Q) Given the new challenges grappling the Indian economy, there is an urgent need for wider structural reforms as those taken during the first wave of the pandemic. Discuss.
Why this Question?
Important part of GS paper- III.
Key demand of the Question
Major problems that the Indian economy is currently facing and measures (structural) needed to tackle them.
Critically examine- Look in close detail and establish the key facts and important issues surrounding the topic. Try and offer reasons as to why the facts and issues identified are most important, as well as explain the different ways they could be construed.
Start by briefly giving a context about the question.
In the first part, categorically highlight the challenges prevailing in the Indian economy.
In the next part, highlight the structural measures needed to tackle the challenges.
Conclude with a way forward.
India’s growth forecasts are now 1-2 percentage points lower owing to the second wave of coronavirus. But there are ample hints the economic toll may be higher; consumption demand may remain subdued longer than currently foreseen. Economic uncertainty has escalated sky high as a result.
Current Challenges facing the Indian Economy
- Unemployment- The CMIE data show that nearly five million or 50 lakh salaried jobs were lost in July, taking the total number of layoffs in the formal sector alone to over 1.8 crore.
- Weak Demand- demand for goods and commodities like fuel, food, consumer goods and electricity have fallen over the last few months mainly on account of increasing inflation.
- Fiscal Deficit- the fiscal deficit for 2020-21 was pegged at 9.5% of GDP. This is way higher than what is proposed by the FRBM Act. Reducing this in addition to increasing government expenses will be a challenge.
- Inflation- inflation has risen to levels like never before. This is evident from the frequent price hikes of petrol and diesel. Economists say it is an unusual situation where prices of food items like vegetables, pulses, meat and fish are on the rise despite weak demand.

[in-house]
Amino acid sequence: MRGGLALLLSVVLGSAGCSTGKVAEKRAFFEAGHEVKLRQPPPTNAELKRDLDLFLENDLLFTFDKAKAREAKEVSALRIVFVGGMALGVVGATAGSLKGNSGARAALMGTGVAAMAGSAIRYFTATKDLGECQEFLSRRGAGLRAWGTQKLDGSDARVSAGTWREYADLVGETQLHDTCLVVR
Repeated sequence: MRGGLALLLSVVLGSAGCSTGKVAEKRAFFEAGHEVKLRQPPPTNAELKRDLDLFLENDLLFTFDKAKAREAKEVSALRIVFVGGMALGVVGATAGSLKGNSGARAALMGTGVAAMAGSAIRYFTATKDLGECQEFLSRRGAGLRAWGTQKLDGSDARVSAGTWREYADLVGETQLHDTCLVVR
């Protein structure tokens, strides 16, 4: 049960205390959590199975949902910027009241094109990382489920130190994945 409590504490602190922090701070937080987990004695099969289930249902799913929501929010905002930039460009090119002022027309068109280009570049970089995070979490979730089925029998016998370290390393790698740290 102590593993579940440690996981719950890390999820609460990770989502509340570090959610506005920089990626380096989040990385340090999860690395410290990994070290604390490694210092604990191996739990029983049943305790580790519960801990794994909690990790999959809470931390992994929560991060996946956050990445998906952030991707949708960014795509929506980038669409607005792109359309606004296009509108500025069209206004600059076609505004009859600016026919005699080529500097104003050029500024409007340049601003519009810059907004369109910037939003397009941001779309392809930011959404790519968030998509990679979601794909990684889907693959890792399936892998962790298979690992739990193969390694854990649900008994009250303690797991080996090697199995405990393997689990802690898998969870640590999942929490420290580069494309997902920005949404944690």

- Weak Manufacturing sector- a larger population of India (about 50%) is still concentrated in the agricultural sector. Moreover, the contribution of the manufacturing sector to GDP has remained constant at below 30%.
- Banking crisis- NPAs in the public sector banks have risen to very high levels affecting the lending ability of the banks.
- Low Exports- India’s share in global exports remained constant around 18%, which is far less than that of China and many other countries.
Steps to Revive the Indian Economy
- A stimulus package focused on giving direct benefits to the middle-class to cause a spike in private consumption. This will directly help in better cash flow, giving India a much better shot at economic recovery.
- Policy reforms to boost the domestic demand and sector specific consultations to find out ways to attract consumers to increase demand.
- Provide targeted stimulus, especially to the worst-affected sectors, to help companies retain their employees.
- Subsidising labour costs, cutting taxes and offering incentives to the worst-affected sectors to prevent jobs losses and even result in the creation of new ones.
- Taking policy measures to boost the MSME sector and the manufacturing sector.
- Recapitalization of public sector banks to increase their credit capabilities.
- Clearing dues with the states mostly on account of GST to encourage parallel involvement of Centre and states.
- Comprehensive legislation to deal with promotion of exports.
Because of the pandemic’s harsher incidence this year and no clarity of exit from its miseries anytime soon, income support is now imperative. The government can no longer remain on the sidelines. With its sorry financial state, it now has to think structurally and start creating space for income assistance, whose magnitude and duration is as uncertain as the pandemic. It must brace up for fiscal action by structural reforms in revenue expenditures.